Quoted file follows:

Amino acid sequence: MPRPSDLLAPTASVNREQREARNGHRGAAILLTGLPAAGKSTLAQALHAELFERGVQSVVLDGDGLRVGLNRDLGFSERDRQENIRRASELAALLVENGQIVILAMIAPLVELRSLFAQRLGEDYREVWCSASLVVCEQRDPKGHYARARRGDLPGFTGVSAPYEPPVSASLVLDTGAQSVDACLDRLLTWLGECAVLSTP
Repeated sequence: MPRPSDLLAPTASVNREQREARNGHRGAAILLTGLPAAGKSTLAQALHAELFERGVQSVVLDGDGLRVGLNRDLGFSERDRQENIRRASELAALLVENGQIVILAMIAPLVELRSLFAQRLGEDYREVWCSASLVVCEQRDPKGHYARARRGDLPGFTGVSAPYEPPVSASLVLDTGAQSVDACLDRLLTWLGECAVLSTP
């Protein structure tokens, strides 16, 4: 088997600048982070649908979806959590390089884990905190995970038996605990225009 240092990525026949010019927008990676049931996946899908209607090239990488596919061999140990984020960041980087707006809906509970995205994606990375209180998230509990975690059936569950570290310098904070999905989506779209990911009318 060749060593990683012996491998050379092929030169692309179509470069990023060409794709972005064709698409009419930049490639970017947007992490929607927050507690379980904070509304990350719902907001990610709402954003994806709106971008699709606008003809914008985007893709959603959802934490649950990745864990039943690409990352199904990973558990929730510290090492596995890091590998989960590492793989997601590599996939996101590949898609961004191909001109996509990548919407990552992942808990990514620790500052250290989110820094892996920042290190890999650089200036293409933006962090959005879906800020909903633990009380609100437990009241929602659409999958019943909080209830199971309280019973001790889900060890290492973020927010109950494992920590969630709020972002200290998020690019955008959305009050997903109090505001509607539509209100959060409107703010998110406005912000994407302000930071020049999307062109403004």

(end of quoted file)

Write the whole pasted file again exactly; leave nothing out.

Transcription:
Amino acid sequence: MPRPSDLLAPTASVNREQREARNGHRGAAILLTGLPAAGKSTLAQALHAELFERGVQSVVLDGDGLRVGLNRDLGFSERDRQENIRRASELAALLVENGQIVILAMIAPLVELRSLFAQRLGEDYREVWCSASLVVCEQRDPKGHYARARRGDLPGFTGVSAPYEPPVSASLVLDTGAQSVDACLDRLLTWLGECAVLSTP
Repeated sequence: MPRPSDLLAPTASVNREQREARNGHRGAAILLTGLPAAGKSTLAQALHAELFERGVQSVVLDGDGLRVGLNRDLGFSERDRQENIRRASELAALLVENGQIVILAMIAPLVELRSLFAQRLGEDYREVWCSASLVVCEQRDPKGHYARARRGDLPGFTGVSAPYEPPVSASLVLDTGAQSVDACLDRLLTWLGECAVLSTP
């Protein structure tokens, strides 16, 4: 088997600048982070649908979806959590390089884990905190995970038996605990225009 240092990525026949010019927008990676049931996946899908209607090239990488596919061999140990984020960041980087707006809906509970995205994606990375209180998230509990975690059936569950570290310098904070999905989506779209990911009318 060749060593990683012996491998050379092929030169692309179509470069990023060409794709972005064709698409009419930049490639970017947007992490929607927050507690379980904070509304990350719902907001990610709402954003994806709106971008699709606008003809914008985007893709959603959802934490649950990745864990039943690409990352199904990973558990929730510290090492596995890091590998989960590492793989997601590599996939996101590949898609961004191909001109996509990548919407990552992942808990990514620790500052250290989110820094892996920042290190890999650089200036293409933006962090959005879906800020909903633990009380609100437990009241929602659409999958019943909080209830199971309280019973001790889900060890290492973020927010109950494992920590969630709020972002200290998020690019955008959305009050997903109090505001509607539509209100959060409107703010998110406005912000994407302000930071020049999307062109403004």